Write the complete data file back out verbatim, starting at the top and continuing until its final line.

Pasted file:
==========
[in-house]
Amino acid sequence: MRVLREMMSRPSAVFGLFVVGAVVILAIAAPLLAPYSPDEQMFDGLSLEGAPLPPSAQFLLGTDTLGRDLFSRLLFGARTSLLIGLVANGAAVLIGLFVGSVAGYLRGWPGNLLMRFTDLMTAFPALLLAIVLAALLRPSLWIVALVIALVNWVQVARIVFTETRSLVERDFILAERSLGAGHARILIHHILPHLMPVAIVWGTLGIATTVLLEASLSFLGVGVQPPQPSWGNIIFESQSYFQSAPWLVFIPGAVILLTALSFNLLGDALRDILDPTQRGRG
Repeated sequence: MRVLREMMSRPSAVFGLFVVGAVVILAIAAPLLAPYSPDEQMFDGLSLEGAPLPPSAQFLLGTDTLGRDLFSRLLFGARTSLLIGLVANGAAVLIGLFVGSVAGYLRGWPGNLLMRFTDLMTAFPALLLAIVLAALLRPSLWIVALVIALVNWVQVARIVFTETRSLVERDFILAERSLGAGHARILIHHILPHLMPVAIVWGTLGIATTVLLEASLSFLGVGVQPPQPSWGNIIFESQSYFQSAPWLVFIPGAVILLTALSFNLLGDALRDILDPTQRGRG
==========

[in-house]
Amino acid sequence: MRVLREMMSRPSAVFGLFVVGAVVILAIAAPLLAPYSPDEQMFDGLSLEGAPLPPSAQFLLGTDTLGRDLFSRLLFGARTSLLIGLVANGAAVLIGLFVGSVAGYLRGWPGNLLMRFTDLMTAFPALLLAIVLAALLRPSLWIVALVIALVNWVQVARIVFTETRSLVERDFILAERSLGAGHARILIHHILPHLMPVAIVWGTLGIATTVLLEASLSFLGVGVQPPQPSWGNIIFESQSYFQSAPWLVFIPGAVILLTALSFNLLGDALRDILDPTQRGRG
Repeated sequence: MRVLREMMSRPSAVFGLFVVGAVVILAIAAPLLAPYSPDEQMFDGLSLEGAPLPPSAQFLLGTDTLGRDLFSRLLFGARTSLLIGLVANGAAVLIGLFVGSVAGYLRGWPGNLLMRFTDLMTAFPALLLAIVLAALLRPSLWIVALVIALVNWVQVARIVFTETRSLVERDFILAERSLGAGHARILIHHILPHLMPVAIVWGTLGIATTVLLEASLSFLGVGVQPPQPSWGNIIFESQSYFQSAPWLVFIPGAVILLTALSFNLLGDALRDILDPTQRGRG